But God commanded it through his prophets, yes, in <a href="http://www.biblegateway.com/passage/?search=2%20Chronicles+29&version=NIV&quot; rel="nofollow">2 Chronicles 29.

    I've answered Mr. Price's question to the best of my ability. You can't exclude those elements by God's silence any more than you can exclude water, money, etc. from our worship just because they were commanded under an old law … but in some New Testament verses about baptism and giving, water and money are not mentioned.

    Would you do me the courtesy to attempt to answer mine?

    How do you differentiate between the ancient laws of Moses that we should keep, and those we should ignore, if it’s not by New Testament scripture either confirming or repealing them? How do you do that? How do you know which one stay, and which ones go?

    Hank, if you don't have an answer, just say so; it's okay (as you said to me) if it's not from scripture. I just want to know how you can be sure, if it's not by the criteria of scripture.

  78. Hank says:

    Keith wrote:

    "Hank, if you don’t have an answer, just say so; it’s okay (as you said to me) if it’s not from scripture. I just want to know how you can be sure, if it’s not by the criteria of scripture."

    Whoa…Whoa…Whoa…bro.

    Keith, all I said was that it is okay to answer a question that is not specifically asked in scripture. Here is what I wrote:

    "In the book by Mr. Price, he argues that “There is no record in scripture of a musical instrument ever being used in public worship without an explicit divine command.”

    Can that statement be disproved?""

    The question I asked is not asked in scripture. However, I believe that it is still okay and right for us to ask and try to answer it.

    Here is what I actually wrote:

    "And even though he was not inspired of God when he asked it (or ever), the question is still worthy? How would you answer Keith? (it is okay to answer it even though it is not scripture)…"

    Keith (and all), I only said that is okay to answer a question that is not asked in scripture….NOT that it is okay to answer the question without scripture. There is a big difference.

    Repeat — I never said (nor implied), that it is okay to answer a question apart from scripture…

    I want to clear this up before asking/answering anything else.

    Does that make sense Keith?

  79. It does now. I misunderstood. I apologize. You are not under any obligation to answer my question. In fact, I withdraw it as not germane to the topic of the post.

    Please understand that I did not grow up in a Church of Christ which taught so many of the principles that you and Robert have expressed, Hank. I wasn't terribly motivated to pick them up in college, either. I am trying to make sense of them, and I am failing.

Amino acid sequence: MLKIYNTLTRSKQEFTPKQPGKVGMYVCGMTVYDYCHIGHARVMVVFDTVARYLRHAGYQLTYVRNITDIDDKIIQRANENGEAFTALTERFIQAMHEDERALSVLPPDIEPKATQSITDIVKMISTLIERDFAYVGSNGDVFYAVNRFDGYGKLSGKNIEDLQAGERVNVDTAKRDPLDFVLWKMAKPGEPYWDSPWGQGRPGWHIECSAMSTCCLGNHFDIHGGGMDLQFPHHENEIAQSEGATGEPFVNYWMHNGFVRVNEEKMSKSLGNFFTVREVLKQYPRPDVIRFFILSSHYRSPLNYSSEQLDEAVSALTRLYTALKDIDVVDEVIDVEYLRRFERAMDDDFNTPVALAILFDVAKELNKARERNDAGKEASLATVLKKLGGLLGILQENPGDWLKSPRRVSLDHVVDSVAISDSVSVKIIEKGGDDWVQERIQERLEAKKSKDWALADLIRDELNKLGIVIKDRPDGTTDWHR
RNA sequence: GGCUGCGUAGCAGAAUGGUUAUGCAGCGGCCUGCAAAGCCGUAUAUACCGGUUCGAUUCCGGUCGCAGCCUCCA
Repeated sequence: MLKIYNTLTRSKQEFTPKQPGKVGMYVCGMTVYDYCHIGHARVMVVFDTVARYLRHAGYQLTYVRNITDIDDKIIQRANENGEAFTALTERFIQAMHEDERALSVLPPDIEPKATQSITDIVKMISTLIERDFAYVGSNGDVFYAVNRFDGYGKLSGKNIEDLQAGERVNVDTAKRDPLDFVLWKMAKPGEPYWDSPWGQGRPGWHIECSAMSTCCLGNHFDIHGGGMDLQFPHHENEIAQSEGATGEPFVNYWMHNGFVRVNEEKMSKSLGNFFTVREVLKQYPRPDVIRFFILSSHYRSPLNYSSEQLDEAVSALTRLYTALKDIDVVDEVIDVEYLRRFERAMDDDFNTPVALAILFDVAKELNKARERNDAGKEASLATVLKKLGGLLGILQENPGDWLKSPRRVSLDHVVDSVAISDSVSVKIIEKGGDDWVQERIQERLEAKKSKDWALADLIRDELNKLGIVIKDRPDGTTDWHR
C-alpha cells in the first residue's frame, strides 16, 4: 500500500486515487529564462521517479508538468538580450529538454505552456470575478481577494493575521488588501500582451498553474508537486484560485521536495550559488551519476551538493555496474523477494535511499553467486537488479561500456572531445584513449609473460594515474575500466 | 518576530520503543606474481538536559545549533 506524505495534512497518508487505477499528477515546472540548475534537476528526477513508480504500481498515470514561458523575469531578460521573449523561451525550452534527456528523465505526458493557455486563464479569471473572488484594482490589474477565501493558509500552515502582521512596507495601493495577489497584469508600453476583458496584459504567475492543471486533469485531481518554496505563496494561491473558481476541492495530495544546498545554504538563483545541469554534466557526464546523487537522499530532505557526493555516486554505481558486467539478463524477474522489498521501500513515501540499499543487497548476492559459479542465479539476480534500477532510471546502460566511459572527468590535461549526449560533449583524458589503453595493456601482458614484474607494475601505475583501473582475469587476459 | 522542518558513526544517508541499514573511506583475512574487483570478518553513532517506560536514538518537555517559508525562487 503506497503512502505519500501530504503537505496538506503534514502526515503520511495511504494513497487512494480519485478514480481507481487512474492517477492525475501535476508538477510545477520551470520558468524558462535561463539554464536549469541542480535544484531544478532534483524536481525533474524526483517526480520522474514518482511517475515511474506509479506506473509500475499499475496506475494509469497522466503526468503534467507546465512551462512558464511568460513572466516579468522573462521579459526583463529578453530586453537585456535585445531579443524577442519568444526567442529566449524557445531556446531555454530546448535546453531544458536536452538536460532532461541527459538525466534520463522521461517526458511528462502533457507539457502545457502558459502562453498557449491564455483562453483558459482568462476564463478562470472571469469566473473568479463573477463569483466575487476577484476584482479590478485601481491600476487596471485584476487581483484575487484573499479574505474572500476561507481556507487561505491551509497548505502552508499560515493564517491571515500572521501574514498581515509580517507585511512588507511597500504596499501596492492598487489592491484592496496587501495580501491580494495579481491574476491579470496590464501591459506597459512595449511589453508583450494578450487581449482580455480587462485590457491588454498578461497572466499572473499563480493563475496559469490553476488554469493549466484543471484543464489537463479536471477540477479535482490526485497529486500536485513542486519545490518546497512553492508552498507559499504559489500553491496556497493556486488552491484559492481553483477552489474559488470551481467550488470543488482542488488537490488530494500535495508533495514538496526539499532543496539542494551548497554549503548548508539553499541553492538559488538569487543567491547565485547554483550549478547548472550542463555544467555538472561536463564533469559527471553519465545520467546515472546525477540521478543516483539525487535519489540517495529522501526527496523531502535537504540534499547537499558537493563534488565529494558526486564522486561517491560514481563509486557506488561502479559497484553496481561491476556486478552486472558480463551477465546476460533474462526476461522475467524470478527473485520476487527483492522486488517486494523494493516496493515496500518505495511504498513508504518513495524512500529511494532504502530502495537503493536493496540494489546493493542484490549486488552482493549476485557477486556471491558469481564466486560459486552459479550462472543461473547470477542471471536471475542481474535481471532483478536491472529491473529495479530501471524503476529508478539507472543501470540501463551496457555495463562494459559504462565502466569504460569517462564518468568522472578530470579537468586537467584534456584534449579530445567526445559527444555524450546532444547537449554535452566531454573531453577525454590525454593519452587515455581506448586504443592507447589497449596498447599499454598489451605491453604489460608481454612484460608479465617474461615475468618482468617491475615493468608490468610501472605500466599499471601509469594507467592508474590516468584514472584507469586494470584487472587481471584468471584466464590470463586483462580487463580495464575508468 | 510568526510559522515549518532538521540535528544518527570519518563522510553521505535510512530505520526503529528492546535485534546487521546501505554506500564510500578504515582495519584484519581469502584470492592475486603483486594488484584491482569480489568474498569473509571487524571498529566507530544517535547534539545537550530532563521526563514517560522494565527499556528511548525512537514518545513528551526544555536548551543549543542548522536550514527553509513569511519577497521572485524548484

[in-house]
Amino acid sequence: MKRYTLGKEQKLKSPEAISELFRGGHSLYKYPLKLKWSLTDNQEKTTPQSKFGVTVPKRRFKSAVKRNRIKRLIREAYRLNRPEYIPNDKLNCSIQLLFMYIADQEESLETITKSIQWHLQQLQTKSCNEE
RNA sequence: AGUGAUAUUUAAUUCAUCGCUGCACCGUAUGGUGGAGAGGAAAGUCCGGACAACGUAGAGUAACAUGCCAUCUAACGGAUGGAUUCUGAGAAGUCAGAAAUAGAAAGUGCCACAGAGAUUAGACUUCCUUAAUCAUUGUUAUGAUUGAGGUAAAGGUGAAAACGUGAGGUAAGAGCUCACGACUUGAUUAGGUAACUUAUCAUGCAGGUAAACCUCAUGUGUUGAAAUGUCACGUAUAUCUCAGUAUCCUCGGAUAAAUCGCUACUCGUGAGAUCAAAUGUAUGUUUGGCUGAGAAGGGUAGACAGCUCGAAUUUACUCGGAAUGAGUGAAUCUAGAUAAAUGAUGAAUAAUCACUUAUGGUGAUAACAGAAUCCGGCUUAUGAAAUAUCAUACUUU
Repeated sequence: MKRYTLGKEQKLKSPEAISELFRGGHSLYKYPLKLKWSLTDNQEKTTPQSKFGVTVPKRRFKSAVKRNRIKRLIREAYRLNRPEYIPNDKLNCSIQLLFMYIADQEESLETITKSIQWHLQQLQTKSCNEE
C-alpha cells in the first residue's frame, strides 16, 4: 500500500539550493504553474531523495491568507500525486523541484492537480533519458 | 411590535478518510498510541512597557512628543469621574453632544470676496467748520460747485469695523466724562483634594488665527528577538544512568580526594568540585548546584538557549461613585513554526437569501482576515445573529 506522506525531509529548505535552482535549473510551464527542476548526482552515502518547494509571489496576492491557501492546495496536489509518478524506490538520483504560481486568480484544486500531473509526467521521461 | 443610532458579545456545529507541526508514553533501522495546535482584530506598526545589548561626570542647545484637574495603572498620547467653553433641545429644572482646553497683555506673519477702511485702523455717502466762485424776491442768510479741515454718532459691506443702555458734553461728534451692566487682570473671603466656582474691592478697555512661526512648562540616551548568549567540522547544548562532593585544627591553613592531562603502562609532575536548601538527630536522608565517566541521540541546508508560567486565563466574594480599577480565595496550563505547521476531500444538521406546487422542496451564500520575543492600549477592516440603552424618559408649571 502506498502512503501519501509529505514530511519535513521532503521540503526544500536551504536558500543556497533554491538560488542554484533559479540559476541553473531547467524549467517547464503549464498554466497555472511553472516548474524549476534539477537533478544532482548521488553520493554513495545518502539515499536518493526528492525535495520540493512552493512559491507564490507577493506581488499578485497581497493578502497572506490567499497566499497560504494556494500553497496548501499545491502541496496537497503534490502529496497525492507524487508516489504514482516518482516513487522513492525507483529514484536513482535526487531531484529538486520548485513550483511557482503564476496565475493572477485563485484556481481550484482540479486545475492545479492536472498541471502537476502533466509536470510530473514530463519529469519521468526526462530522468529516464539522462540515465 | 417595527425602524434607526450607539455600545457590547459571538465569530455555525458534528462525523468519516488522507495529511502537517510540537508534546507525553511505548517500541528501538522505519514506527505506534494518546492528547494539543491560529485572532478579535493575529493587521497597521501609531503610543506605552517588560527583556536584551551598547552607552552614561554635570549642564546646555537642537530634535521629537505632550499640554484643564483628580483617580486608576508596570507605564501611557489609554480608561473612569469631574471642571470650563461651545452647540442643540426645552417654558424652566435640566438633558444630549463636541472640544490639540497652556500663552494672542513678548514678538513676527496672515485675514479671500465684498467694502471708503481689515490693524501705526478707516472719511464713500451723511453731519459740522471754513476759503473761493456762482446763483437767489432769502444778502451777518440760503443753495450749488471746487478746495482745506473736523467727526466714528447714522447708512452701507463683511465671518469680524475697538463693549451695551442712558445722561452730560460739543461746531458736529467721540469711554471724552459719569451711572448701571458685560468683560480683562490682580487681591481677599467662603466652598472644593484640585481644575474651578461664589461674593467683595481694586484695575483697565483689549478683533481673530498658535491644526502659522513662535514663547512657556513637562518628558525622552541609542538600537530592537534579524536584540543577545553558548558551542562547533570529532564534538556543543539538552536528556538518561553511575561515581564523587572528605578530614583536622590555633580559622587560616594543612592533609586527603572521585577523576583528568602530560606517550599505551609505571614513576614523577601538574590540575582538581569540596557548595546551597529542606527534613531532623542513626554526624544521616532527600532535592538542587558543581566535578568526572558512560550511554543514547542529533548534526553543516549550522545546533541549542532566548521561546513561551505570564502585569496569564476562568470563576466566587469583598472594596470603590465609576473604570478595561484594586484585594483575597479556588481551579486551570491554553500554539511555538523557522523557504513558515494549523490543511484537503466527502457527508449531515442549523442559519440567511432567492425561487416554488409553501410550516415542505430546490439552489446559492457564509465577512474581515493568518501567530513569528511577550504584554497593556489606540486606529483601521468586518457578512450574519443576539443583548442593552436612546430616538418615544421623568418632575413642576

80. Hank says:

    You won’t like the answer, but ….
    Keith wrote:

    "I find no evidence of God’s command for David to use instruments to celebrate before him in the incident recorded in 1 Chronicles 13 and 2 Samuel 6.

    Nor do I find anyone but David authorizing the innovation of instruments of praise in 1 Chronicles 15.

    But God commanded it through his prophets, yes, in 2 Chronicles 29."

    Price addressed that as well (not that he is inspired…but, he makes a lot of sense), when he wrote:

    "When we read through the historical narraatives of 1 Chr. 13-16 and 1 23-25, in which David brings the ark to Jerusalem and orders the temple worship, respectively, we are not told why he brought the singers and the various musical instruments into God's worship. We may be left with the impression that David did so simply ut of his own personal desires as a skilled musician……We are not told why David used them in the histirical narrative.

    We discover the reason why David brought musical instruments into God's worship almost 300 years later during the reign of king Hezekiah. After many years of decay and neglect, the temple worship was restored by Hezekiah, and we read in Chro. 29:25-27:

    And he set the Levites in the house of the LORD with cymbals, with psalteries, and with harps, according to the commandment of David, and of Gad the king's seer, and Nathan the prophet: for so was the commandment of the LORD by his prophets. And the Levites stood with the instruments of David, and the priests with the trumpets. And Hezekiah commanded to offer the burnt offering upon the altar. And when the burnt offering began, the song of the LORD began also with the trumpets, and with the instruments ordained by David king of Israel.

    Notice that the Bible says that, "…for so was the commandment of the LORD by his prophets."

    Keith, much more can be said, but the deeper we dig, the more it will be shown that David was actually commaned by God through his prophets Gad and Nathan. David's command was God's command. Even the great prophet and king David had no liberty to alter God's worship because of his own desires or musical inclinations…."for the command was from the Lord through his prophets."

  81. Hank says:

    Thanks Keith.

  82. nick gill says:

    Who commanded Miriam to lead the public worship with the tambourine? If the commandment to use instruments in the public worship did not appear until the time of David, it certainly seems like she lacked authority to do so.

    Where is her authority?

  83. Hank says:

    Nick, that is a good question. And as Jay has said it is good to give credit wherever it is due…. Price had this to say regarding that: